Trump’s 2024 Chances Slimming as GOP Turns Away from Him

The most poignant and looming question of the 2024 electoral season that lurks just around the corner from next month’s midterms is:  Will Donald Trump be in the mix for the coming presidential race?

There is no clear-cut answer at this point, despite the extreme likelihood that Trump will be announcing his candidacy sooner rather than later.  This is due to the fact that the former President is under enormous legal and political pressure at the moment, with a number of investigations into his alleged wrongdoings occurring concurrently at this time.

And, in a bit of a shocking twist, the Republican Party seems to be souring on the idea of him running again.

A growing number of prominent Republicans are warning that former President Trump should not run again in 2024 or that he will lose if he does, previewing rifts in the GOP that are likely to come into full view after the midterms.

Former Speaker Paul Ryan (R-Wis.), former Florida Gov. Jeb Bush (R) and former Vice President Mike Pence in recent days each indicated they’d rather see someone else on the ballot in the next presidential election.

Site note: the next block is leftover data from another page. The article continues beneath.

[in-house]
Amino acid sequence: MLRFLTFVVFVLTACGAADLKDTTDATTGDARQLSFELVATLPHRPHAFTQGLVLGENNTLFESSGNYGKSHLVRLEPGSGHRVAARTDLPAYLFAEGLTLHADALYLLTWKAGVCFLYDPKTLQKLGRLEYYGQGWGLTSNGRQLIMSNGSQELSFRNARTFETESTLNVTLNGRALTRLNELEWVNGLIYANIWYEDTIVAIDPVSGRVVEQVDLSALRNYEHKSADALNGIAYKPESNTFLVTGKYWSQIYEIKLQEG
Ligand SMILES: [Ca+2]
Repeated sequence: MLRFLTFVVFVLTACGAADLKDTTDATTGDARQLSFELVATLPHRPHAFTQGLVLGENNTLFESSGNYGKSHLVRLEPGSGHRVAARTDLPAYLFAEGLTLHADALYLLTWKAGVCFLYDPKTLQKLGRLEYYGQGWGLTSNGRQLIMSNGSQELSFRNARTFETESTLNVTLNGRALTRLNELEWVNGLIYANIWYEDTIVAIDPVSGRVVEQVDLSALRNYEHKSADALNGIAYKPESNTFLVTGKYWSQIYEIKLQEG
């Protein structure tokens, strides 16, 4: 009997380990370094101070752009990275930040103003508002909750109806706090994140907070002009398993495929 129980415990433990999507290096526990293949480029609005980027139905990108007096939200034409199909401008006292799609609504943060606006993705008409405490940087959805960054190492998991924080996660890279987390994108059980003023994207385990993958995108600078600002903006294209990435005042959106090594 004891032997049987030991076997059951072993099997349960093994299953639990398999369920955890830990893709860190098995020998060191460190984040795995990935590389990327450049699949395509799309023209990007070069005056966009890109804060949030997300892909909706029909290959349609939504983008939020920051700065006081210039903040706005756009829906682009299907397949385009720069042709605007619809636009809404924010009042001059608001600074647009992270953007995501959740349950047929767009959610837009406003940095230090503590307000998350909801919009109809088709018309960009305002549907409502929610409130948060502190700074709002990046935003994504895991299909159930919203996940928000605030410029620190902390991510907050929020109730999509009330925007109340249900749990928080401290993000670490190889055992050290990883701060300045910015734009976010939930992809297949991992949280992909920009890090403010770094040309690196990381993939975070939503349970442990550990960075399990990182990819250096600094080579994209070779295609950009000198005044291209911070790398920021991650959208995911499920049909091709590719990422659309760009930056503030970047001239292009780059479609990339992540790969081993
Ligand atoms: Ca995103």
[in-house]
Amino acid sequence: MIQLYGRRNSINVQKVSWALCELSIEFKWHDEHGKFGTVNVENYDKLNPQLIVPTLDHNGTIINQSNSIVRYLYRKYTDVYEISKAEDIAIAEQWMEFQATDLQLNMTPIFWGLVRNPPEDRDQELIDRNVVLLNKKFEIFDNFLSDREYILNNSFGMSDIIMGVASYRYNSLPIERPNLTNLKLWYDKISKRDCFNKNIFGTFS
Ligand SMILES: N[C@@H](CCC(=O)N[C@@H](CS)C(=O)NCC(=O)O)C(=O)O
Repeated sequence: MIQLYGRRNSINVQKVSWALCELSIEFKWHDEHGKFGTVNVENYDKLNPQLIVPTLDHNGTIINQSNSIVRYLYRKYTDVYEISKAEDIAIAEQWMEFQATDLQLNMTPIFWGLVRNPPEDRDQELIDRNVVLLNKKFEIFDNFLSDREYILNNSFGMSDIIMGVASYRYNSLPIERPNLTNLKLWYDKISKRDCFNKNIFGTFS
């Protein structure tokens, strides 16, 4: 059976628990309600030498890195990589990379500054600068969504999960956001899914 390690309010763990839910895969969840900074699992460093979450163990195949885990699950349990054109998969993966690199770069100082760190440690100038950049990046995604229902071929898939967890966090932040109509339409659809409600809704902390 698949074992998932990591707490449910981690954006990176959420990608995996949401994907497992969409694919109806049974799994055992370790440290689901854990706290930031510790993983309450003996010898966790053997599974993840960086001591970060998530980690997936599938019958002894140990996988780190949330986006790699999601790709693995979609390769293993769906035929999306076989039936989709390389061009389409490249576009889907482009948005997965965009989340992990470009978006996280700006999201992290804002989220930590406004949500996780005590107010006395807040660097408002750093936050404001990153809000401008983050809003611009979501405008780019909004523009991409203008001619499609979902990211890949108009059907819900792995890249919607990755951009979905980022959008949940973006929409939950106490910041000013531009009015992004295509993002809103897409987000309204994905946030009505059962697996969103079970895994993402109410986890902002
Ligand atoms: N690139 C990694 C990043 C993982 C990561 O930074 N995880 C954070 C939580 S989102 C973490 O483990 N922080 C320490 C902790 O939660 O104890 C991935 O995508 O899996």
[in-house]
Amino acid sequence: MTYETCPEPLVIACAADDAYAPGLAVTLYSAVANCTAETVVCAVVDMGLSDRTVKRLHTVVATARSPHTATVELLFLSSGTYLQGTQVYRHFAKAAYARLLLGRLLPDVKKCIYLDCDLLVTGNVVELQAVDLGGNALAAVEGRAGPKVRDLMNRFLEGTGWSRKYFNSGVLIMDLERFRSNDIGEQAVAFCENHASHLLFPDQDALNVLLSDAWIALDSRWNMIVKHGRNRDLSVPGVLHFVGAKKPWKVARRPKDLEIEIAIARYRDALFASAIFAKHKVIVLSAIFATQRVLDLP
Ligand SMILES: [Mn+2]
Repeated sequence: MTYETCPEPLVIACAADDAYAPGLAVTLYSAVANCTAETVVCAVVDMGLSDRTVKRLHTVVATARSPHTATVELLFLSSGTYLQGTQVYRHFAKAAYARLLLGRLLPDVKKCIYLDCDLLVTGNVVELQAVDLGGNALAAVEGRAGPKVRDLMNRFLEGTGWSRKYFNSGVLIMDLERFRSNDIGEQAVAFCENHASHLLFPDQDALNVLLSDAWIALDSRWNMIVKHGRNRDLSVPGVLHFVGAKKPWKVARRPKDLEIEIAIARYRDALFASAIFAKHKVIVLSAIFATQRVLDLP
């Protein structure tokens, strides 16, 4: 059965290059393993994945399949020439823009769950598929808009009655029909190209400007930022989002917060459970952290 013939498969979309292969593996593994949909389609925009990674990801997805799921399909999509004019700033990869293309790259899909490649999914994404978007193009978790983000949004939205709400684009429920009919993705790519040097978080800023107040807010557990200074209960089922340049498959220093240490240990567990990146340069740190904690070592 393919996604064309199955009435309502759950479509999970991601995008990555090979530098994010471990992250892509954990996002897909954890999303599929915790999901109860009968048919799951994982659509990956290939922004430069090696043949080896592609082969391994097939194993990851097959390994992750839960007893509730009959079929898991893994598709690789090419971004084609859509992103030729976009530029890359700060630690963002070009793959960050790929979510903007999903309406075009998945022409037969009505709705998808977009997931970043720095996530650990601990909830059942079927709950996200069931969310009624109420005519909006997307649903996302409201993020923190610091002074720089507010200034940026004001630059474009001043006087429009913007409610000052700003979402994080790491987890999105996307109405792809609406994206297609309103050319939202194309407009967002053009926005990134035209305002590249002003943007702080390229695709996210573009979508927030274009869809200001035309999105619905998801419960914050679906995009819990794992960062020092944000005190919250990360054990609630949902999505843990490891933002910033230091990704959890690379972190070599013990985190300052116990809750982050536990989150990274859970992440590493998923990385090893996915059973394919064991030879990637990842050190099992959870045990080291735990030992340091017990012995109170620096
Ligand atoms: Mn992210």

Some of the most outspoken figures — like Ryan, Bush and Rep. Liz Cheney (R-Wyo.) — are no longer standard-bearers in the party, which has been taken over by Trump. But they still carry large megaphones, and their concerns about another Trump candidacy, combined with polls showing many voters are ready to move on, illustrate how Trump’s viability as a candidate could shape how the 2024 primary field comes into focus.

Ryan’s comments were particularly staunch.

Ryan, who retired from the House in 2019 after numerous public squabbles with Trump, argued earlier this month that the former president could cost Republicans the White House if he’s on the ballot in two years.

“I think Trump’s unelectability will be palpable by then,” Ryan said. “We all know he will lose. Or let me put it this way: We all know he’s much more likely to lose the White House than anybody else running for president on our side of the aisle. So why would we want to go with that?”

Trump is still the single most important figure in the Republican Party, however, and simply wishing that he’d go away certainly won’t be a winning strategy for the GOP.